Shiva says that, at the best of times, a cause of death is not properly registered in India. “We can only guess from the very large number of bodies seen drifting into the main Ganges and Yamuna rivers during the second wave of the pandemic in 2021. There are also widely circulated images of corpses. could be lined up on the riverbanks – but clearly those of those whose loved ones could not afford firewood for cremation. “

Satya Mohanty, a former government secretary and now an assistant professor of economics at Jamia Milia Islamia University in New Delhi, said: “You can argue until the cows come home but the number will be between four and five million deaths as shown in some studies and any controversy would require strong data rather than bland denials. “

“If the average crude death rate is one-thousandth per month, anything above that average over a two-year period could be considered a single-factor death – in this case. is the COVID and post-COVID effects,” said Mohanty. “There cannot be any other reason unless other differentiators are at play and to the best of our knowledge there are no other differentiators.”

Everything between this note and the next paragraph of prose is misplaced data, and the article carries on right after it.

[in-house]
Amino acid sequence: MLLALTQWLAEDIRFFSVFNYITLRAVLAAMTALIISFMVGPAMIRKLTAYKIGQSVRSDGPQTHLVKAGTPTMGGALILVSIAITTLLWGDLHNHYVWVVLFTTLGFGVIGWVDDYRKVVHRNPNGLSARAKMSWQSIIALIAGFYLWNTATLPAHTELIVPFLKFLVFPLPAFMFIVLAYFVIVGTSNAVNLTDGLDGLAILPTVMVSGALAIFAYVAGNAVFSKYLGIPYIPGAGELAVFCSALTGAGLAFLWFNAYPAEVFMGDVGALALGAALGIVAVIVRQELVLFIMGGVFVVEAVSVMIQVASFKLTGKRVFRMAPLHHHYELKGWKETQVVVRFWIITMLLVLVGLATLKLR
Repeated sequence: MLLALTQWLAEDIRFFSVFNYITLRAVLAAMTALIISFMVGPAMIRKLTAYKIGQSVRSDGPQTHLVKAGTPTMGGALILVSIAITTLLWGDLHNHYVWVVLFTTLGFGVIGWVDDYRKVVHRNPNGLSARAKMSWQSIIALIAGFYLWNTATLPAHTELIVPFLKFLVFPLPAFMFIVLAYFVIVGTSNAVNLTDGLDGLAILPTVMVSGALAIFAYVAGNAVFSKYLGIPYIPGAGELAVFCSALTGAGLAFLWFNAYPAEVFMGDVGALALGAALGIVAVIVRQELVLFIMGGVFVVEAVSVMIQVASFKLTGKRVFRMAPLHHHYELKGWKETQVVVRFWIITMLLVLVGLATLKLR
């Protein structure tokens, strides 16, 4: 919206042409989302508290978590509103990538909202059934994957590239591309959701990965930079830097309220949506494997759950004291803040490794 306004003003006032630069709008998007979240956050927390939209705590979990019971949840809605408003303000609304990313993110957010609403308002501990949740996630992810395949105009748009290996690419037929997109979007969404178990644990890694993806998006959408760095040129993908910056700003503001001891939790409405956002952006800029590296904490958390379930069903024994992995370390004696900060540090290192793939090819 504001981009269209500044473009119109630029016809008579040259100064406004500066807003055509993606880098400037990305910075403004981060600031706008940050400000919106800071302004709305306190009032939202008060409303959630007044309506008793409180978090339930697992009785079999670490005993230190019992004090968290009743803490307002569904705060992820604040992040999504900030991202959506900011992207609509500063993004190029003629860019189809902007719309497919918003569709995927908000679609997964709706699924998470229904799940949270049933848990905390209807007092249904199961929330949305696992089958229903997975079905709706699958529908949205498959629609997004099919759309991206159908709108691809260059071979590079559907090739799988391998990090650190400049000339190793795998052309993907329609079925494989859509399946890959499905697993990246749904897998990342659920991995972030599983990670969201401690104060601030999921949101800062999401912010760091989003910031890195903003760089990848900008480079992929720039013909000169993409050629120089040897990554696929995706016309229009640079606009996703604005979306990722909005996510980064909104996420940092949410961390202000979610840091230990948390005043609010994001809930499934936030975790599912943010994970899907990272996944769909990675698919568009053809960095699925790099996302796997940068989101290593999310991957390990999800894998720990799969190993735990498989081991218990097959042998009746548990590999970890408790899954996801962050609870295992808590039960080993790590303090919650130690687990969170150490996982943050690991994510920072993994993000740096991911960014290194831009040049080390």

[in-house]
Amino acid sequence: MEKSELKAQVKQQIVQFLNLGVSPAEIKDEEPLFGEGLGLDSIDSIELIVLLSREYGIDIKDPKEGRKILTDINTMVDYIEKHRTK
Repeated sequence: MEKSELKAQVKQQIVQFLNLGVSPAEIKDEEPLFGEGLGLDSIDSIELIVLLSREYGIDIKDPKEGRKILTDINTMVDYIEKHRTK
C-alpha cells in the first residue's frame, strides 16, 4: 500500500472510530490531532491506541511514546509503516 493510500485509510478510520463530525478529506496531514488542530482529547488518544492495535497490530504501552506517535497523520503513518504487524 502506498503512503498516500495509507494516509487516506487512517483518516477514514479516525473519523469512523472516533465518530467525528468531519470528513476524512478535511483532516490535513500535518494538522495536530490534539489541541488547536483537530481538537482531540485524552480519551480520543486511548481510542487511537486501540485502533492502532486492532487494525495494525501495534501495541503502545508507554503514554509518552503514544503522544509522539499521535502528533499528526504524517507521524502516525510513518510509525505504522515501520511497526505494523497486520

Sandhya Mahapatro, assistant professor at the AN Sinha Institute of Social Studies (ANSISS) in Patna, Bihar state, said that “while India has made great strides in reducing inequality in healthcare, large access gap according to socioeconomic status remains. Our studies show that 38% of outpatients in Bihar, a state with a population of 128 million, do not have access to public health care. “

“There is growing concern about the distributive consequences of welfare initiatives on different socioeconomic groups,” added Mahapatro. “Disadvantages in access to health care for women and disadvantaged groups continue, with factors such as caste, class and gender intersecting at different levels to create advantages for some departments and disadvantages for others,” she said.

An article published by Mahapatro and her colleagues in a peer-reviewed journal Open health policy in December 2021 shows that social status clearly determines whether a person can access health care, despite a commitment to equity in health care delivery and a commitment to aligned with United Nations Sustainable Development Goal 3 (SDGs) – providing quality health services for all. affordable cost.